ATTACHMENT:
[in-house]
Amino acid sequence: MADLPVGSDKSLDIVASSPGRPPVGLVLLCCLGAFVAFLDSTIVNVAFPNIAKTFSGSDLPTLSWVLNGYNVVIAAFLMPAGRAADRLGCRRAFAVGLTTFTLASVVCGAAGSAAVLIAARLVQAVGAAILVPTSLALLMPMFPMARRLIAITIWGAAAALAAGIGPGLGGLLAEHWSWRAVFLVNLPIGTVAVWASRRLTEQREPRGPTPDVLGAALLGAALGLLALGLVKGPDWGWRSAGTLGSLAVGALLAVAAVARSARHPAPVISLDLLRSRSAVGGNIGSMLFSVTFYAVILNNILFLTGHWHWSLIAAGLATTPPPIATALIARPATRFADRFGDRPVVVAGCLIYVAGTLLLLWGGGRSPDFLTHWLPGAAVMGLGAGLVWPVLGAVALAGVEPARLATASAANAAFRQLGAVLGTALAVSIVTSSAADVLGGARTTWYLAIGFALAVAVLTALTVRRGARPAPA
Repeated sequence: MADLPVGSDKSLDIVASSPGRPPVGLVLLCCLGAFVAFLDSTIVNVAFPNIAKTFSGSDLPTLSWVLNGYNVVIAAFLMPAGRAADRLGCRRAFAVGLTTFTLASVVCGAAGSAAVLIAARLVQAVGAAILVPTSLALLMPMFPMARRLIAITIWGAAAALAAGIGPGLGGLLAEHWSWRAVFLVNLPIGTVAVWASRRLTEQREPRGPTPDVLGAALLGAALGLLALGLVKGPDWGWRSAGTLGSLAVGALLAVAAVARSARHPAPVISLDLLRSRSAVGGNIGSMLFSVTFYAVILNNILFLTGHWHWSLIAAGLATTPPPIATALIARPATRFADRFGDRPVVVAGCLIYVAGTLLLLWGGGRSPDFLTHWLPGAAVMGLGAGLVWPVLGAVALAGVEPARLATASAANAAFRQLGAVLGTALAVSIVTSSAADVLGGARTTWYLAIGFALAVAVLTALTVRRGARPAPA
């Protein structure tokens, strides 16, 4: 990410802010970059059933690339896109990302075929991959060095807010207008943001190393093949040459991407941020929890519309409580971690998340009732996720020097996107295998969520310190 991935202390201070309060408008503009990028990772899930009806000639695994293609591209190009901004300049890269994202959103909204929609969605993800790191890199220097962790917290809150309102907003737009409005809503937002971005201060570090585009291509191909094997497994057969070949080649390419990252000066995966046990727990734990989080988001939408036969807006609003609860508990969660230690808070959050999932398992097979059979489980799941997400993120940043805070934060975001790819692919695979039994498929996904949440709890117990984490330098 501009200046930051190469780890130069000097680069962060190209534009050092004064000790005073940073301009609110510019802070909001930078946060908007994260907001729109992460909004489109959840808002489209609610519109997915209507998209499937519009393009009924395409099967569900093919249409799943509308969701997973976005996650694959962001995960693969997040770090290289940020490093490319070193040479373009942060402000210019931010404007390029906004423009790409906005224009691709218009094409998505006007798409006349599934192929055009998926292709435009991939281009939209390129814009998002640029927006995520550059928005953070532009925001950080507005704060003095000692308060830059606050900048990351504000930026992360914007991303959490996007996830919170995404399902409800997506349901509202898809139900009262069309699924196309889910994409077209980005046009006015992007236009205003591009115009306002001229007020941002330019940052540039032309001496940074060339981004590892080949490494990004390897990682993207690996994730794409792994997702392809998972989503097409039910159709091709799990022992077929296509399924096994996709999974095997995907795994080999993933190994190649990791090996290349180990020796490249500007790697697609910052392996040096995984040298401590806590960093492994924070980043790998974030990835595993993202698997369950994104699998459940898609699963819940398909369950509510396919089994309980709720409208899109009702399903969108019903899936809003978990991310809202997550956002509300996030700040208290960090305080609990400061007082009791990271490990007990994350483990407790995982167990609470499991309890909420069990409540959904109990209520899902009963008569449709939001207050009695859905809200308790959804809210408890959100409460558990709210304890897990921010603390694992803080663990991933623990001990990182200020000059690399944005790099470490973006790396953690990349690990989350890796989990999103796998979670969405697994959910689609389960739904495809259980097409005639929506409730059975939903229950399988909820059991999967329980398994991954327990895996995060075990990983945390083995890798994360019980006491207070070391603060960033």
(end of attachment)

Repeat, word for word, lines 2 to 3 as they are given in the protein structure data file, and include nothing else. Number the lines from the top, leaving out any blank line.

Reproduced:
Amino acid sequence: MADLPVGSDKSLDIVASSPGRPPVGLVLLCCLGAFVAFLDSTIVNVAFPNIAKTFSGSDLPTLSWVLNGYNVVIAAFLMPAGRAADRLGCRRAFAVGLTTFTLASVVCGAAGSAAVLIAARLVQAVGAAILVPTSLALLMPMFPMARRLIAITIWGAAAALAAGIGPGLGGLLAEHWSWRAVFLVNLPIGTVAVWASRRLTEQREPRGPTPDVLGAALLGAALGLLALGLVKGPDWGWRSAGTLGSLAVGALLAVAAVARSARHPAPVISLDLLRSRSAVGGNIGSMLFSVTFYAVILNNILFLTGHWHWSLIAAGLATTPPPIATALIARPATRFADRFGDRPVVVAGCLIYVAGTLLLLWGGGRSPDFLTHWLPGAAVMGLGAGLVWPVLGAVALAGVEPARLATASAANAAFRQLGAVLGTALAVSIVTSSAADVLGGARTTWYLAIGFALAVAVLTALTVRRGARPAPA
Repeated sequence: MADLPVGSDKSLDIVASSPGRPPVGLVLLCCLGAFVAFLDSTIVNVAFPNIAKTFSGSDLPTLSWVLNGYNVVIAAFLMPAGRAADRLGCRRAFAVGLTTFTLASVVCGAAGSAAVLIAARLVQAVGAAILVPTSLALLMPMFPMARRLIAITIWGAAAALAAGIGPGLGGLLAEHWSWRAVFLVNLPIGTVAVWASRRLTEQREPRGPTPDVLGAALLGAALGLLALGLVKGPDWGWRSAGTLGSLAVGALLAVAAVARSARHPAPVISLDLLRSRSAVGGNIGSMLFSVTFYAVILNNILFLTGHWHWSLIAAGLATTPPPIATALIARPATRFADRFGDRPVVVAGCLIYVAGTLLLLWGGGRSPDFLTHWLPGAAVMGLGAGLVWPVLGAVALAGVEPARLATASAANAAFRQLGAVLGTALAVSIVTSSAADVLGGARTTWYLAIGFALAVAVLTALTVRRGARPAPA